I am suspicious of any work that seems designed to disallow almost any adverse criticism. Stravinsky accomplished that magnificently in The Rake’s Progress; yet, as so often, he seems to be a glorious exception. Anna Nicole is not, etc. If one complains about the ‘musical’ element, one will doubtless be assailed as ‘élitist’, as if somehow wishing for the best were something of which to be ashamed. Likewise all the popular culture elements. If one questions the banality of the libretto, not only ‘élitism’ but prudishness will also be alleged. Far from it, in my case: I find much of what is said straightforwardly puerile, and not in the slightest shocking, let alone hilarious. (An audience that laughs uproariously at crudely rhyming ‘profanities’ may need to get out a little more.) Puerility will then doubtless be part of ‘the point’, but one can say that about anything. This seems merely trashy rather than ‘about trashiness’. Question the musical language, insofar as it may exist, and one will be accused of ideological ‘élitism’: the horror — the ghost of Darmstadt!

Anna_Nicole_03.pngAlan Oke as J. Howard Marshall, Eva-Maria Westbroek as Anna Nicole, Gerald Finley as Stern and, in the background, Marshall’s family (from left to right: Grant Doyle, Loré Lixenberg, Jeremy White and Rebecca de Pont Davies)

Whether dealing with music or text, true characterisation approaches zero; everything is simply a matter of plot and situation. Is that the point? Again, if so, ‘the point’ is surely wrong. Certain works can operate very well, even achieve greatness, without conventional characterisation at their heart, instantiating in its place an idea. However, Anna Nicole, is not, to put it mildly, Fidelio. Not only Stern but even Anna Nicole herself seems a mere caricature, without the caricature making a dramatic point. Nor is there anything of interest in the way the story is told. Hopes rise when Anna Nicole’s mother, Virgie, dissents from the way Stern tells a part of the story — the death of Anna Nicole’s son, Daniel — and it seems as though we might be in for some sort of re-telling from a different perspective. It is really just a matter, however, of recounting her dissent. Anna Nicole is not, to put it mildly, The Mask of Orpheus.

The opera — it actually seems more like an attempt at a musical — is also offensively and, frankly, childishly anti-American. Many of the rest of us have noticed that capitalism is not a solely American phenomenon. The use of ‘American’ accents, sometimes more successfully Texan or indeed American than at others, is odd at best. We do not ask singers in an opera with a French setting to sing as if they were Inspector Clouseau. It all seems intended to make fun of a cultural setting of which the writers seem to have little more knowledge and understanding than many of the rest of us. Imagine the horror that would rightly be expressed, were someone to decide to do something similar about India, Zimbabwe, Argentina, or indeed just about anywhere else. This is, with apologies to Edward Said, Occidentalism that is not even interesting.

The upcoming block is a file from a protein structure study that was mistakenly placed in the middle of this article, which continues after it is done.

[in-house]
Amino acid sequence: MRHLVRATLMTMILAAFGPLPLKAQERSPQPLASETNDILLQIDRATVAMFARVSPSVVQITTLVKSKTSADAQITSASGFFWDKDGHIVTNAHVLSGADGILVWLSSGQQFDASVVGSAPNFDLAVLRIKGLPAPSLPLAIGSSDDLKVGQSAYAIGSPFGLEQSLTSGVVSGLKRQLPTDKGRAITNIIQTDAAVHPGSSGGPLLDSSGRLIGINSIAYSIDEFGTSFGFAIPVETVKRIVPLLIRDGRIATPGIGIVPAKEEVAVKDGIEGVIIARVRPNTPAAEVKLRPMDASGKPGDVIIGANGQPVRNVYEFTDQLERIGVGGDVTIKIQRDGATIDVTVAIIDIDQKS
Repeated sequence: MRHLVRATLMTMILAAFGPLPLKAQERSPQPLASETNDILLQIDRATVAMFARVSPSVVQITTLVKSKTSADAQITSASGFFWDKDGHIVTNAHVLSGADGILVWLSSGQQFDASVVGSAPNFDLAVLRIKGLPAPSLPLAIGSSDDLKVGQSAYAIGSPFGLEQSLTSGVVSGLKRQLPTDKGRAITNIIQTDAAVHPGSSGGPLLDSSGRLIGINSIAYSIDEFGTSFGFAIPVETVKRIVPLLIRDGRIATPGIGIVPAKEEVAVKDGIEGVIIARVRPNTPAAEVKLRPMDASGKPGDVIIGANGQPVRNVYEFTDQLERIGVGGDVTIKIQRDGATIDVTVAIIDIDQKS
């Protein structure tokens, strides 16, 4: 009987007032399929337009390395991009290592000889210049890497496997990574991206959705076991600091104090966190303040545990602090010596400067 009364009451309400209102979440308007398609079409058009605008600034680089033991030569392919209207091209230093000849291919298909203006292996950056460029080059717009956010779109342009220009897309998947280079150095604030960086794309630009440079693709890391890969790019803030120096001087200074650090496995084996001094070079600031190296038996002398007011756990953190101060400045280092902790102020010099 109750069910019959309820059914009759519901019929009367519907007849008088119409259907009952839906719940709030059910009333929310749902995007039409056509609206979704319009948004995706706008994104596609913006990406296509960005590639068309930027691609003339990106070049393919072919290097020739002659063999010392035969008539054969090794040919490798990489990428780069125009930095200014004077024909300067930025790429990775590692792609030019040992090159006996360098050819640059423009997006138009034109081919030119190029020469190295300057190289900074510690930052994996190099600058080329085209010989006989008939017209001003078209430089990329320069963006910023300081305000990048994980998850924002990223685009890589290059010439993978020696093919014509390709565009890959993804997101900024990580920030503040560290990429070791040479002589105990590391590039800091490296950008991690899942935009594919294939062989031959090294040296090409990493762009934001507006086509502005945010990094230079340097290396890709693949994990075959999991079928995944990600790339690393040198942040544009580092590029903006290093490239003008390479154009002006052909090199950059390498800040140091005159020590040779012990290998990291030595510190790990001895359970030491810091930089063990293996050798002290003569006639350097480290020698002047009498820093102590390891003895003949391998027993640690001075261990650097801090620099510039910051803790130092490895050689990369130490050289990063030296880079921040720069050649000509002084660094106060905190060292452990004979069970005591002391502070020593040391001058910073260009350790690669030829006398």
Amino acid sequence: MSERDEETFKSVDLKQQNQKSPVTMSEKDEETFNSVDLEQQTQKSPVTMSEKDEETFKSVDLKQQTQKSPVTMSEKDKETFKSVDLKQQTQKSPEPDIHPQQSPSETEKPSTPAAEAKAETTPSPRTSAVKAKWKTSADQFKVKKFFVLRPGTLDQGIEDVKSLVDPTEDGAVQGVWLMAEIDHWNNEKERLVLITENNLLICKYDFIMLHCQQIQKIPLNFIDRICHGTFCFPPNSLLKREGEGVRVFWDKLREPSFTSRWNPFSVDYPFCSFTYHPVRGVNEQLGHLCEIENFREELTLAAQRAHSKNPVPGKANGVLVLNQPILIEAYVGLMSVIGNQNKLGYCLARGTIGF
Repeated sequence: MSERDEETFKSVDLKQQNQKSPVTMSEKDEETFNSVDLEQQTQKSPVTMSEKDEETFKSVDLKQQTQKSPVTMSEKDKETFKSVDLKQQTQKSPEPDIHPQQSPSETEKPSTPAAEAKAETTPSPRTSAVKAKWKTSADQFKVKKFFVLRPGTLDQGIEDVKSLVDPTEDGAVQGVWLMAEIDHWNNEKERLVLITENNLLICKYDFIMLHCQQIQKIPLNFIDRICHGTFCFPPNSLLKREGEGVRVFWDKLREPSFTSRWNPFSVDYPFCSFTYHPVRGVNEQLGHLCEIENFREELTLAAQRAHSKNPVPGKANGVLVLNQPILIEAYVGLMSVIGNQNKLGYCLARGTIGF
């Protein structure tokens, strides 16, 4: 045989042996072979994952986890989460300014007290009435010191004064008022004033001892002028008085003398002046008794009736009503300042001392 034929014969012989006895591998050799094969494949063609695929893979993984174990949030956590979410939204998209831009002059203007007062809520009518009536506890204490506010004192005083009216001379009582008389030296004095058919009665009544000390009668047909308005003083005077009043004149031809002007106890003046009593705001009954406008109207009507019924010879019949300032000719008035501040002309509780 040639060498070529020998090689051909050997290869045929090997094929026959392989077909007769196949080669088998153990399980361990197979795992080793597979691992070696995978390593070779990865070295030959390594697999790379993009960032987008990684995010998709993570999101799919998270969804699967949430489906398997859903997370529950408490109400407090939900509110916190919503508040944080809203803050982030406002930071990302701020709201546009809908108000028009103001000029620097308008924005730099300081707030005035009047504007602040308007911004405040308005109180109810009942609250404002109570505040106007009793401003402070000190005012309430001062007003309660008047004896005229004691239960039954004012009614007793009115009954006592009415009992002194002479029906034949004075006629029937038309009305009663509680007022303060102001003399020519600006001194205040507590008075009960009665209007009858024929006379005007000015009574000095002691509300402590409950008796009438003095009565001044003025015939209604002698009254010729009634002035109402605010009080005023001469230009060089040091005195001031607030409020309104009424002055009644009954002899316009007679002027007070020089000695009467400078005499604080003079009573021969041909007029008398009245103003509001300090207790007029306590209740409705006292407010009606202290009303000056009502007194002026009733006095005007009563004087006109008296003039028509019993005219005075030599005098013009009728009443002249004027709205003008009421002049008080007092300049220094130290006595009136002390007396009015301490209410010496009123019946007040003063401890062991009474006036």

Everything, moreover, seems to hang on the fact that this is ‘based on a true story’. We seem to be led to believe — and I tend to believe it myself — that it would be of no interest to anyone, if the story were presented fictionally. At best, then, the work becomes reportage, concerning an unfortunate soul to be cruelly mocked; for those of us who have little or no interest in the life story of the aforesaid unfortunate soul, it is not clear what the point might be. At least an opera such as John Adams’s Nixon in China deals with a political event of considerable importance, whilst remaining musically negligible. In ‘historical’ operas worth their salt, the ‘history’ is not the sole point, but a spur to artistic invention. Anna Nicole is not, to put it mildly, L’incoronazione di Poppea. Perhaps worst of all, the treatment of Smith herself and, still more, her son seems straightforwardly exploitative. Is this a proper way to memorialise Daniel Wayne Smith? (I am unsure even whether to mention him here.) Does he deserve to be served up as entertainment? These people’s predicament is not, despite the presence of a press pack, really explored, let alone analysed; it is just retold.

Anna_Nicole_02.pngGerald Finley as Stern and Eva-Maria Westbroek as Anna Nicole

Jones does what he can, with great attention to detail, and colourful sets, especially during the first half. Moreover, the opera is truly cast from strength, whether with respect to members of the Royal Opera Chorus, such as the Four Lap Dancers and the Meat Rack Quartet, or the starring roles. The cast is huge, putting one in mind of another recent Jones production, though Anna Nicole is not, to put it mildly, The Gambler. Yet the unsubtle amplification, whilst ensuring that every word can be heard, crystal-clear, begins to tire as much as the melodramatic antics of the plot. The ever-reliable Susan Bickley makes the best of what she is given as Virgie. Alan Oke proves frighteningly credible in age as Old Man Marshall and sings as well as we have come to expect — which is very well indeed. Eva-Maria Westbroek gives a truly bravura performance in the title role; the lack of characterisation is not hers. If Westbroek’s gifts were wasted, then I do not know what the term would be for the squandering of Finley’s resources. Antonio Pappano seemed to have the measure of the score, marshalling his forces with tight rhythmic control. The orchestra played with verve, as well drilled as one could imagine. To what end, though?

Was the increasing high pitch of the promotion — it seems to have worked, for performances have sold out — possibly related to a fear that the music and text were so weak? One has to take risks with new works; it is heartening that the Royal Opera was willing to do so. Let us hope that the next new work will prove more fruitful, and perhaps — dare I suggest it? — take the world, not just this country, as its compositional oyster. Previous commissions include works by Henze, Goehr, Birtwistle, and Berio. Just think of the time — I wish I could have been there — when Stockhausen’s Donnerstag received its premiere at Covent Garden. Better luck next time, I suppose…

Mark Berry

Send to a friend

Send a link to this article to a friend with an optional message.

Friend's Email Address: (required)

Your Email Address: (required)

Message (optional):